CRAP — Part 4 Proximity
And here we are... the final principle. The "P" in CRAP… Proximity. If you haven’t read my other CRAP posts, I definitely recommend giving them a read before we begin (you can find those posts here, here and here).
Okay, so what is proximity and what does it do for us in design? Essentially, when we’re considering proximity in our designs, we’re considering which elements we group together or put near one another. And why would we want to consider that you might ask? Well, think about this…
We have three elements we need to incorporate into a poster design. Let’s call them A, B and C. If we group A and B together, but put C somewhere else in our layout, the human brain is more than likely to form a connection between A and B while C will be considered its own separate thing. By adhering to the “rules” of proximity, we as designers are helping our viewers understand which aspects of our design are related to one another.
Maybe it’ll help if I stop rambling though and just get to the examples. Today, let’s look at some web design.
How about this homepage for JOHO’s Bean. This page oozes great design for a multitude of reasons. Most importantly, it follows every aspect of CRAP to its fullest. The contrast, repetition and alignment are all very strong. Take a look and see if you can spot those for yourself.
Back on the topic of proximity though… Take a look at the layout of the web page itself. What have we got here? I personally count 4 distinct “groups.” Let’s break some of them down.
The first group that catches my eye is the “logo” and the associated text that goes with it. Notice how these elements float off on their own. They don’t blend into any of the other elements on the page. It seems pretty difficult to imagine that anyone viewing this web page would confuse any aspect of this group with another. For example, it’s not at the bottom near the sound/language settings so why would it be associated with either of those? (One could argue that the text itself differentiates these two elements, but a good practice would be to design things in a way that ensures people don’t have to put extra effort into understanding your work). Additionally, we know that these elements go together because they’re positioned next to one another. If the elements here were spread out, there’d be no order. And as a viewer, you wouldn’t know that they were related to one another.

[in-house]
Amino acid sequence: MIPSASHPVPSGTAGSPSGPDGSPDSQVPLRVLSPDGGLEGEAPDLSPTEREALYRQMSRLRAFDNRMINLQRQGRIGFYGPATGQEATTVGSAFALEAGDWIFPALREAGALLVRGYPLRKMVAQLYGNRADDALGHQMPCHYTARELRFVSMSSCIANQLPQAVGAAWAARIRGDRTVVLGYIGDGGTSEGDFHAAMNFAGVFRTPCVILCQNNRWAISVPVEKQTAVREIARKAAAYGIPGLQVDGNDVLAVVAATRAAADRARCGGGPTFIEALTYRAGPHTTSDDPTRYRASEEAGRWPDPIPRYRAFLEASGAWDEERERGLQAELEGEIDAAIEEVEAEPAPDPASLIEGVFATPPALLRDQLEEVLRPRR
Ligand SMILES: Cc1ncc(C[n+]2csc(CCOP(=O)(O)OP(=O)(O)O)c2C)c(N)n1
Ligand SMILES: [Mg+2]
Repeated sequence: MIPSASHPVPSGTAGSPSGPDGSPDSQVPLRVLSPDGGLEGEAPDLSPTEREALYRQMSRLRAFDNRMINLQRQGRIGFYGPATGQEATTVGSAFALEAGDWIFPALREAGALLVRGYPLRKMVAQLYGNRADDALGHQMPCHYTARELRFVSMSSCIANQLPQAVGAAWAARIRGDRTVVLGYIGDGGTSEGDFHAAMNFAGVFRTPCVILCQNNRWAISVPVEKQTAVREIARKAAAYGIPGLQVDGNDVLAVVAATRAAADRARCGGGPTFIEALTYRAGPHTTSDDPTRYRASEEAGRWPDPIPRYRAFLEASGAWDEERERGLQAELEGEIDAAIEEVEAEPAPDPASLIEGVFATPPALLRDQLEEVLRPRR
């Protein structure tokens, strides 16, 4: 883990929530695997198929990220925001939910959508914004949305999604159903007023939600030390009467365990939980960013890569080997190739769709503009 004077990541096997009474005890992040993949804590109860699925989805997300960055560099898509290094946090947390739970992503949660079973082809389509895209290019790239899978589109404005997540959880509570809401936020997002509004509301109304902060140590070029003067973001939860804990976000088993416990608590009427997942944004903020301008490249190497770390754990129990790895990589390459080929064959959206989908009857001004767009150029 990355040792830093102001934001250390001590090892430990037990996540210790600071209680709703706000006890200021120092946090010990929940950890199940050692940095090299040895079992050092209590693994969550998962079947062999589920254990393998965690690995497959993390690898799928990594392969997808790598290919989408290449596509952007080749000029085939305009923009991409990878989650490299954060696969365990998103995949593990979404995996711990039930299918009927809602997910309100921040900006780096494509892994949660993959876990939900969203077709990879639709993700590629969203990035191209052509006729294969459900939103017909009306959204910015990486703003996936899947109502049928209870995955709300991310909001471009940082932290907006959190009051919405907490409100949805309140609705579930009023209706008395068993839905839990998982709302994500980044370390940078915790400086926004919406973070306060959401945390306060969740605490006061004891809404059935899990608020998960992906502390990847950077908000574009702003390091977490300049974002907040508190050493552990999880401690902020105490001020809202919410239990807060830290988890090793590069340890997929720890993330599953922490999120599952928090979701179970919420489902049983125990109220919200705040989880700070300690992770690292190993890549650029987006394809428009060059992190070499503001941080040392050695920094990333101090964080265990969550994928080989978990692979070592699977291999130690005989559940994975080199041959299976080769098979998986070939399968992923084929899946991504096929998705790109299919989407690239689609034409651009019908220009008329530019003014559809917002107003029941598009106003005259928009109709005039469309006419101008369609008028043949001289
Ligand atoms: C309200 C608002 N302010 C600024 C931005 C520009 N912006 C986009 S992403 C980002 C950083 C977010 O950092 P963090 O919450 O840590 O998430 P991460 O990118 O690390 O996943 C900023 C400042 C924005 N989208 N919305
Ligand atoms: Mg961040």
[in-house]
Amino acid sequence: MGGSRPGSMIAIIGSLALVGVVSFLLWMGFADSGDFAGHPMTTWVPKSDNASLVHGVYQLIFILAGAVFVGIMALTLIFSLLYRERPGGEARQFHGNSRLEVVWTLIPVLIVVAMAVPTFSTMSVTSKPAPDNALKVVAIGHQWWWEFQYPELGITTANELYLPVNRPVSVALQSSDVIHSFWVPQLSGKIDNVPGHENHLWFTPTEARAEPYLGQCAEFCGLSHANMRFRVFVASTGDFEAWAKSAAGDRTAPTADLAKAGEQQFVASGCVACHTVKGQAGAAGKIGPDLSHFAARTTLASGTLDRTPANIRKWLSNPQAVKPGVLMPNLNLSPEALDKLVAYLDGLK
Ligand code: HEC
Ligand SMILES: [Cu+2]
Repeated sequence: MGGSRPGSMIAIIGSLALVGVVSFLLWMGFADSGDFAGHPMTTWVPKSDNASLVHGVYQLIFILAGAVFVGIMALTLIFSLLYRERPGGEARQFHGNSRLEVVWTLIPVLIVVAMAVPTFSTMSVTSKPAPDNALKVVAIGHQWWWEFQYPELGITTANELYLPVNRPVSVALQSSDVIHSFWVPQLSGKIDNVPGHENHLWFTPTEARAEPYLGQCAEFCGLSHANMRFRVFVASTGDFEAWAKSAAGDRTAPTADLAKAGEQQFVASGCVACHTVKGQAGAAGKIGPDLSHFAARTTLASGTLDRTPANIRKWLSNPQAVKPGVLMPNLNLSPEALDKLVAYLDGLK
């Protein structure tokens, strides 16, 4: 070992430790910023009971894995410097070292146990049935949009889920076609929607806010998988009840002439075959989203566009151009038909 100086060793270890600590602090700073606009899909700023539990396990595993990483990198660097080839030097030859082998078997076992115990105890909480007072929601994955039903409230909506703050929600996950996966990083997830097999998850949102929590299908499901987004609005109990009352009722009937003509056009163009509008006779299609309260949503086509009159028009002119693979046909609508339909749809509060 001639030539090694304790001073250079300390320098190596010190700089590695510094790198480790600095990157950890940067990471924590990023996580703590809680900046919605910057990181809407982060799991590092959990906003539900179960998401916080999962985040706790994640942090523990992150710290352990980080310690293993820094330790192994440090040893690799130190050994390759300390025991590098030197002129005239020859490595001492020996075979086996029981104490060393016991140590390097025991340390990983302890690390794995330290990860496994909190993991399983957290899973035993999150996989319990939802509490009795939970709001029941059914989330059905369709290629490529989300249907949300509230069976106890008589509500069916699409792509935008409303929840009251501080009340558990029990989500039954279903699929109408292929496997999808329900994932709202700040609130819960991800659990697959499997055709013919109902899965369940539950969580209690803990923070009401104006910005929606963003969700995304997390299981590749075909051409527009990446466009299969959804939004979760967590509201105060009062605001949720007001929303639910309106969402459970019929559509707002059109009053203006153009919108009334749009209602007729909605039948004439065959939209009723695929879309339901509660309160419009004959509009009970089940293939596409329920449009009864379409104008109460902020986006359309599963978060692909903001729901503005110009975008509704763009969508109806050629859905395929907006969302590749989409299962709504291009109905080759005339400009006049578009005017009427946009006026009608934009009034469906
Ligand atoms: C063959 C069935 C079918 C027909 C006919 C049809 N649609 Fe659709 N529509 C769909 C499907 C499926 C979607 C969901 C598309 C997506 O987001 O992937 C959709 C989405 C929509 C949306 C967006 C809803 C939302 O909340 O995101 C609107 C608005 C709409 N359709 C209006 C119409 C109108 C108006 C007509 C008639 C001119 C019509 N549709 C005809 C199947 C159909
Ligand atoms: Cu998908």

The same rings true for the site’s navigation menu (our second group). Notice that these separate diamond shaped buttons are placed very close together as individuals, but as a group, they're pretty isolated. They’re not too close to any other element on the page. They’re their own thing. This, coupled with the repetition in shape, really emphasizes the fact that these elements go together and help viewers know this at a near instinctual level.
By now you should notice that the concept of proximity is a fairly simple one to understand after a basic explanation. While I could go on and on about the additional groups, I’ll turn the question to you, the reader. What are the other two groups on the page? Why are they placed together? Is it effective?
Proximity is a very basic concept, but like every other CRAP principle, it’s incredibly important in building a proper design foundation. While the CRAP principles as a whole aren’t hard rules, keeping them in the back of your mind can and will make your designs stronger (with enough experience and practice of course). They most likely won’t revolutionize your design skills overnight, but hopefully these principles can serve as a nice guide for anyone trying to start designing things.
Before I go I’ll leave you with some more examples, as per usual:
Welp! That’s the end of my CRAP series. I hope to return to more “regular” blogging next week since I know I’ve been a bit flaky. Expect a “Weekly Inspiration” post for sure within the next week… and maybe more. Who knows?
Until next time!